The announcement that AT is looking at Light Rail has understandably received a lot of attention – and will continue to for some time – however there is a lot of other fascinating information in the draft Regional Land Transport Plan (RLTP) that is worth covering. Like more discussion of Light Rail, I’m going to try and get this information out over a few posts starting with this one.
One area in the document that quickly caught my attention is on what works are planned/needed for the existing rail network to get it working properly prior to the CRL. Improvements are needed to increase the capacity, performance and resilience of the network. Perhaps most concerning is they say that there’s still a significant amount of track and underlying formation that has yet to be renewed by KiwiRail.
The performance of passenger rail services has improved over the past decade at the same time as service levels have increased significantly. Service punctuality (trains arriving within 5 minutes of schedule) has improved from just over 70% in 2005 to around 88% in the year to June 2014. Delays to trains caused by network infrastructure problems have dropped from an average of 1.4 minutes per train in 2005 to just over 0.4 minutes in 2014. However, further improvement in infrastructure performance will be needed if desired levels of reliability and performance are to be achieved by the opening of the CRL.
One factor in improving punctuality and reliability will be ensuring that rail infrastructure is in a fit for purpose condition. While there has been significant improvement in the condition of the Auckland network over the past decade through KiwiRail’s DART and AEP projects, including total replacement of the signalling system, there is still a significant extent of track and underlying formation which has not been renewed.
To get the network up to speed there are four programmes of work planned.
Network Performance Programme – to address existing network performance issues, including catch up renewals to address existing formation, drainage and track issues and replace sleepers.
Network Resilience Programme – to improve current network resilience to provide additional operational flexibility, ability to recover from delays and incidents, make maximum use of the existing network capacity and capability, and improve management of network maintenance and development.
Network Capacity Programme – to enable the operation of regular 10 minute peak EMU services and existing peak freight services following the completion of electrification, and to provide the base for the pattern and frequency of passenger services planned for introduction following the completion of the CRL.
Level Crossing Programme – to remove level crossings on the Auckland electrified rail network to reduce safety risk for vehicles, pedestrians, cyclists and rail users through closure or grade separation, including safety improvements at existing vehicle and pedestrian crossings.
This has set a few alarm bells off for me:
If there’s still a lot of backlogged maintenance yet to happen that means KiwiRail is likely to need a lot more network closures to get this work done. That could mean that we’re likely to continue to see parts of the rail network shut down during some long weekends and probably the Christmas/New Year period for this maintenance to occur. While AT and KiwiRail might try and minimise the impact but doing the work when the network is quietest, such shut downs will increasingly affect more and more people as patronage continues to grow.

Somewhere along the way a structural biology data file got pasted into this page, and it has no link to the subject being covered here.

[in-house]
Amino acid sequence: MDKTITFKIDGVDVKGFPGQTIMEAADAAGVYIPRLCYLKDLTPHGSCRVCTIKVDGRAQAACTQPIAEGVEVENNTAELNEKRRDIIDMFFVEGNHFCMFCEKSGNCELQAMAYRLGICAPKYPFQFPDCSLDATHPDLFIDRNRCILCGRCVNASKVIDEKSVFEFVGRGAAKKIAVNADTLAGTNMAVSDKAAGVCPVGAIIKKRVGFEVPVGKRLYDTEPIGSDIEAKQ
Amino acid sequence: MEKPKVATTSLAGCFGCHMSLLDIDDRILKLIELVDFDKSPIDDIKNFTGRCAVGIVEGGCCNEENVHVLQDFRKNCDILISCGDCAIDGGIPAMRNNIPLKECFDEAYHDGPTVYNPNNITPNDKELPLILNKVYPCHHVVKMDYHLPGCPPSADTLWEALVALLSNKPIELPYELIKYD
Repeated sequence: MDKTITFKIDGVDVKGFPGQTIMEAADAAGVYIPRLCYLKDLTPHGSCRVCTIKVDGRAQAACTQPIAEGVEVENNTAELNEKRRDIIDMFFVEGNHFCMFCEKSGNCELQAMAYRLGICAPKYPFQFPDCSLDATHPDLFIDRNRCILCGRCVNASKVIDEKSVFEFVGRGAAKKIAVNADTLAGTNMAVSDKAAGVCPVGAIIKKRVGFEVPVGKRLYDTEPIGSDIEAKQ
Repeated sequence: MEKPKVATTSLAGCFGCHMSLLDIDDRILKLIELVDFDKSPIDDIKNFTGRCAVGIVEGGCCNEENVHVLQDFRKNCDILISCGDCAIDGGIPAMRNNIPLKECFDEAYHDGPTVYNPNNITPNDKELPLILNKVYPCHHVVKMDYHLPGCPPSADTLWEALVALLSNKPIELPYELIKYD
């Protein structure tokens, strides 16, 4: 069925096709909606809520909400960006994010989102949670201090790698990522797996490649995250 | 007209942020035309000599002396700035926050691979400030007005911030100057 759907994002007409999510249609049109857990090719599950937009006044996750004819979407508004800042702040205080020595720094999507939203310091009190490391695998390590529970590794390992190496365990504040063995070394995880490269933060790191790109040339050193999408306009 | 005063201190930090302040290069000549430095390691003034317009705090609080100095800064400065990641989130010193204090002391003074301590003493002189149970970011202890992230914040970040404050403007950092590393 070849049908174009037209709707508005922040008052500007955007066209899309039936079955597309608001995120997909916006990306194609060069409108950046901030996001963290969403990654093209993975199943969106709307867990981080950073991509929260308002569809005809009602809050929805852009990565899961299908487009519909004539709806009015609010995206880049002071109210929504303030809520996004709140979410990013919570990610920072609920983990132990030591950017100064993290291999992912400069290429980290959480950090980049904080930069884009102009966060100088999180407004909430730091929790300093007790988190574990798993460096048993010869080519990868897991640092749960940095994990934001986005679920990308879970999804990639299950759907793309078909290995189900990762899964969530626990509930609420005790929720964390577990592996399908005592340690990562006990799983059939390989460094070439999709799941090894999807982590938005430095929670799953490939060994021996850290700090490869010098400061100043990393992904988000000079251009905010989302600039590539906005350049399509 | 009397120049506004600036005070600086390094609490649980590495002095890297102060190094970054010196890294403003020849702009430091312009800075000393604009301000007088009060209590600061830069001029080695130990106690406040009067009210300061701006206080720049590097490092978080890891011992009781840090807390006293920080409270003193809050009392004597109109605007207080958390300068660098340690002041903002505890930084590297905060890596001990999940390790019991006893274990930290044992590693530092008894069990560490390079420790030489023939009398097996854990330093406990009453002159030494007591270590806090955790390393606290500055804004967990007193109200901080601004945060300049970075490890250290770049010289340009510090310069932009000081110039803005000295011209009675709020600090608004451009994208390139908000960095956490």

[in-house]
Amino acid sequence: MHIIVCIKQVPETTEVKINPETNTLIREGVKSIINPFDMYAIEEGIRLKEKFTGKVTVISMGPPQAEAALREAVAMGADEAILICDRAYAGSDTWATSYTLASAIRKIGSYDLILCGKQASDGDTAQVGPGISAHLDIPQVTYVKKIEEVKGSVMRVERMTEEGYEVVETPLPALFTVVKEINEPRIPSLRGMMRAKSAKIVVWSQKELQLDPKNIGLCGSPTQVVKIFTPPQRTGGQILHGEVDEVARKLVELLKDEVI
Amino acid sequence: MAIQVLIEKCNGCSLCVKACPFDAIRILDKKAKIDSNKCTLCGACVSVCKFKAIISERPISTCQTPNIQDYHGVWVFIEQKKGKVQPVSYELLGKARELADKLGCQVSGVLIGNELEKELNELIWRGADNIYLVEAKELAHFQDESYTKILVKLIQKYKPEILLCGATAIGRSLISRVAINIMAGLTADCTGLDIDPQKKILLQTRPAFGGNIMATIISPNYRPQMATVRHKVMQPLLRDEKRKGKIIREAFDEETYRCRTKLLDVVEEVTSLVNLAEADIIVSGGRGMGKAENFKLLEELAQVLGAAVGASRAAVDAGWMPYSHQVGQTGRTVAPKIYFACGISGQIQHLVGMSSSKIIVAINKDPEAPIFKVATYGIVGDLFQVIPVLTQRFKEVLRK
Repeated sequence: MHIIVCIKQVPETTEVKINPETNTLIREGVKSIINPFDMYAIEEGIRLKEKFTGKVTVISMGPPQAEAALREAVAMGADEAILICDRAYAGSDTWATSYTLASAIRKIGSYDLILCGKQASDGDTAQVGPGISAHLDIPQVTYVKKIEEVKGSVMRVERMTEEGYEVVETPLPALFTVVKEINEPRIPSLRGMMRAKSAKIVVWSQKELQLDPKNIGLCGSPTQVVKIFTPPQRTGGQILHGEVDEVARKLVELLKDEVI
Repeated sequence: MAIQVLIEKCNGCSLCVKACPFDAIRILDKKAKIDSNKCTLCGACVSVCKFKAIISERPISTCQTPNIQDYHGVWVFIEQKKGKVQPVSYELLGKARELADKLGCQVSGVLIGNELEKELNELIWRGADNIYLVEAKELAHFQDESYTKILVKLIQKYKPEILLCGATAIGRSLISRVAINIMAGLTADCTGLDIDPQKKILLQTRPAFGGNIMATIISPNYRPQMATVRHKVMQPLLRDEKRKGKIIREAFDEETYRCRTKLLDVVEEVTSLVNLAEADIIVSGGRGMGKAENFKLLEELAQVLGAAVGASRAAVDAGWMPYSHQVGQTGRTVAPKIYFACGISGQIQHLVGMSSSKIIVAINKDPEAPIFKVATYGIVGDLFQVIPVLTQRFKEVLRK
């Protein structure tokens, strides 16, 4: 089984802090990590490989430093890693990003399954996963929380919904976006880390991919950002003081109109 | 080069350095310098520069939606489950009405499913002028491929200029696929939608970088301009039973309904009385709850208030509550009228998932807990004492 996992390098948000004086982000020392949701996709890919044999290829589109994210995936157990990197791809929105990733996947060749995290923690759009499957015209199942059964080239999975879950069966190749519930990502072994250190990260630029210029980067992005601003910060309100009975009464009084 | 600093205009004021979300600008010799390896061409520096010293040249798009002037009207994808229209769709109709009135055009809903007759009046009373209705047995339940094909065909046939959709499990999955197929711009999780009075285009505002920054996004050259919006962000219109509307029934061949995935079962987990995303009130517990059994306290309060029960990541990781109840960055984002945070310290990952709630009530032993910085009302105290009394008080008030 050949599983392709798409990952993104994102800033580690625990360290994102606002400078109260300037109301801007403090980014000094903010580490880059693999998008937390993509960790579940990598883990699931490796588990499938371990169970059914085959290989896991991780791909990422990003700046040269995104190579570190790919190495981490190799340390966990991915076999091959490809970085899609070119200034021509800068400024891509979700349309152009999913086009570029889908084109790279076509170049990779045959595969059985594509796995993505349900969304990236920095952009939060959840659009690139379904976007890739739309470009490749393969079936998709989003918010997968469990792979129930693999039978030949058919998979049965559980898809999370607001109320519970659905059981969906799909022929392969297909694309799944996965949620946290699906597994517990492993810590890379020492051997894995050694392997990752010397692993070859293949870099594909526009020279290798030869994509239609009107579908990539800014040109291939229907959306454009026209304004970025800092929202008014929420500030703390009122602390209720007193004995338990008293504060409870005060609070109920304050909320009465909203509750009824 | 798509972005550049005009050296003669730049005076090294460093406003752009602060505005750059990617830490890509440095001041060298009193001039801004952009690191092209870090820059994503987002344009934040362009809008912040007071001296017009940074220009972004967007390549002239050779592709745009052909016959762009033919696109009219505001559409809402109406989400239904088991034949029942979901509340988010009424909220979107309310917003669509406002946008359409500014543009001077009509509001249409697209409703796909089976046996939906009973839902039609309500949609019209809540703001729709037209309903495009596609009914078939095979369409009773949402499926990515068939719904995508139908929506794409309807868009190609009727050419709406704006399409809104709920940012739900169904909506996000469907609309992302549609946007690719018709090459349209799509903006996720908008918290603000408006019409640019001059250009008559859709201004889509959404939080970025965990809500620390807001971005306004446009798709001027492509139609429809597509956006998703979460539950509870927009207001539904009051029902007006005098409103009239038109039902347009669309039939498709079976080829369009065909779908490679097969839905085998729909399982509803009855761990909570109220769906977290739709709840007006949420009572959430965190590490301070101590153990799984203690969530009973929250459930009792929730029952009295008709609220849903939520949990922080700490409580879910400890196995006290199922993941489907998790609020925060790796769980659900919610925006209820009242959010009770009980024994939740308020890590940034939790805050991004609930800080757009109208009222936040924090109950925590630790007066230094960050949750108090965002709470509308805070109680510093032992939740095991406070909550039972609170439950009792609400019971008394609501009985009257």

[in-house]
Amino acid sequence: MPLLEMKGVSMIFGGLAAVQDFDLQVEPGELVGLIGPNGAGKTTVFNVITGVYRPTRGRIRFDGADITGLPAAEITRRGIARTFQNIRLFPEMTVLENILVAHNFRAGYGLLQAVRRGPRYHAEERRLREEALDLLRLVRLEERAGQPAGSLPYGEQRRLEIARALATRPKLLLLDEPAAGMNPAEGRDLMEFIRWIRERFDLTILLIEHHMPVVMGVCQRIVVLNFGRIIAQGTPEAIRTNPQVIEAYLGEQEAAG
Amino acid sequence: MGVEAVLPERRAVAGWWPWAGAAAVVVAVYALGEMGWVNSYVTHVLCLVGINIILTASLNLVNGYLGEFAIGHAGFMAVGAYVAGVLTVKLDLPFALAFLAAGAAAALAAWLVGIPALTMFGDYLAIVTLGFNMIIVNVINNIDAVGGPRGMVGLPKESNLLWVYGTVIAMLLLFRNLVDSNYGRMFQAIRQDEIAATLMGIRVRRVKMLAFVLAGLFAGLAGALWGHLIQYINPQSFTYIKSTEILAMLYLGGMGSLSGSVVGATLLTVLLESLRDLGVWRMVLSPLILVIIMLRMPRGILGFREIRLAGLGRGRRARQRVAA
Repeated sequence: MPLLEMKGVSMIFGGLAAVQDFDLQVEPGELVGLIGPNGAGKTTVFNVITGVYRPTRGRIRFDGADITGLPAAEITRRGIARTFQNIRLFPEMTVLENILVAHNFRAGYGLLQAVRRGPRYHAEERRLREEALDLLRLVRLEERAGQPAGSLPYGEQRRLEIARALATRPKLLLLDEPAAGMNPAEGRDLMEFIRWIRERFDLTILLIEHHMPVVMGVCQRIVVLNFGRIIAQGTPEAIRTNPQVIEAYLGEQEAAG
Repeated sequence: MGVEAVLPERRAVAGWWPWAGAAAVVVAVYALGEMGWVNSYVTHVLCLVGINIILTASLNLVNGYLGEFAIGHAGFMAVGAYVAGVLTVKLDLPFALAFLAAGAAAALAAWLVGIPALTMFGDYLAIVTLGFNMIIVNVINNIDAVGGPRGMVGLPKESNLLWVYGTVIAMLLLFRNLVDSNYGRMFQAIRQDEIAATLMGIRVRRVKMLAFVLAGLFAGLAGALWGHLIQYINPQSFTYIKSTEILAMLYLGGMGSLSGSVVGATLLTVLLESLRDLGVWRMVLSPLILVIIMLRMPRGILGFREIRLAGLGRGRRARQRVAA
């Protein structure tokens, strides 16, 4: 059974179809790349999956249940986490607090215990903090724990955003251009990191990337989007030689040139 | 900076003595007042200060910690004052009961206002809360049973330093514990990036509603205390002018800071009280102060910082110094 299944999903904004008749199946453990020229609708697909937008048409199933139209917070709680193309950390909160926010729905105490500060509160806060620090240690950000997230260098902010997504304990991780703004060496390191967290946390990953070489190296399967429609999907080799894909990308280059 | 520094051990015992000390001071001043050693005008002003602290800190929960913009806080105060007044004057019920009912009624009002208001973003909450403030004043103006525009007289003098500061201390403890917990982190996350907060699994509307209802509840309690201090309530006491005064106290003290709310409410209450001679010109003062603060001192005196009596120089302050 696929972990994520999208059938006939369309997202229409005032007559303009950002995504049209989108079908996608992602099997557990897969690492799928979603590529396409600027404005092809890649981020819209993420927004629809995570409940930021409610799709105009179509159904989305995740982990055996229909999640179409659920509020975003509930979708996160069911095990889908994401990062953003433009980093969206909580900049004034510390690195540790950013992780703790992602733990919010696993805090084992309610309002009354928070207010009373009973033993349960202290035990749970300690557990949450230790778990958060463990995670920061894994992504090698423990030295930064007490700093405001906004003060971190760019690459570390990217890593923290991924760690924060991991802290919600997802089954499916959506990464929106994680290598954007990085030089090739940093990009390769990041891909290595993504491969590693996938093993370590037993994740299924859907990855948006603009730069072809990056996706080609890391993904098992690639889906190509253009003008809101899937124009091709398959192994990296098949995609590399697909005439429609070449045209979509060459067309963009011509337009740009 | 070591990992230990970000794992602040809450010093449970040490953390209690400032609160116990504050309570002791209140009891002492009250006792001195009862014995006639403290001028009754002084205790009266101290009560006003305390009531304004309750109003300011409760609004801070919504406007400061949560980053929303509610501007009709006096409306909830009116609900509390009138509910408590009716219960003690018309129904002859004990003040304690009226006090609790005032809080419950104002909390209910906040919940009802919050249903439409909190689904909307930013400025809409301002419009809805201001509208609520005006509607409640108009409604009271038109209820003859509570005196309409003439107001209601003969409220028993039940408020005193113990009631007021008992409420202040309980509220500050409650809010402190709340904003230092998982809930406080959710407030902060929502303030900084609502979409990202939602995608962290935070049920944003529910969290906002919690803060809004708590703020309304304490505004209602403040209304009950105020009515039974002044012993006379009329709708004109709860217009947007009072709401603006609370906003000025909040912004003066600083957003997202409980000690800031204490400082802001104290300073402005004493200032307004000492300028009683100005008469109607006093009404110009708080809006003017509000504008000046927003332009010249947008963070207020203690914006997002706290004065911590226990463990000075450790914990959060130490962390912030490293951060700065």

The second concern is the suggestion that work is needed to enable 10 minute frequencies. These frequencies have already been delivered to the Southern and Eastern lines however we’ve been waiting for them for around 5 years after they were promised to happen when the New Lynn station was complete. Now admittedly this could just be me reading into the text wrong however later in the document AT say one of the benefits of the investment is to “Increase capacity to enable the operation of regular 10 minute peak passenger rail services and to cater for expected growth in both passenger and freight services“. In the meantime then until I see a Western Line timetable with 10 minute frequencies on it I will remain sceptical. What is clear is that we need to get on with building the third main between Otahuhu and Papakura.
The third key concern is that to pay for what’s planned it relies on KiwlRail getting additional funding from the government. If that funding doesn’t happen then it could put the brakes on how well and how quickly the rail network develops and improves.
There does seem to be a few issues with this table due to there being nothing in the 2015/16 year and with the negative 2018/19 to 2024/24 column. This table from near the end of the document seems to be more accurate (click to enlarge)
In addition to the KiwiRail costs there are also Auckland Transport’s projects. The basic transport programme that has been proposed doesn’t include much in this regard with the only really notable point being the need to spend $8.1 million on refurbishing some of the old Diesel trains to service Pukekohe. I suspect that’s probably more than the trains are work these days.
This just really highlights that despite all the improvements in recent times that there’s still a lot of work to do even just to get our rail network up to a decent level of quality. Will the government provide the funding that KiwiRail need to get this work done?
Ports of Auckland did a press release back in September that didn’t really get picked up on:
Working with KiwiRail, Ports of Auckland has doubled the rail services between its Waitematā seaport and Wiri Intermodal Freight Hub.
The increased service starts this week and will bring the port to the doorstep of importers and exporters in South Auckland, potentially reducing the number of trucks coming into the seaport and opening up more space to handle growing volumes.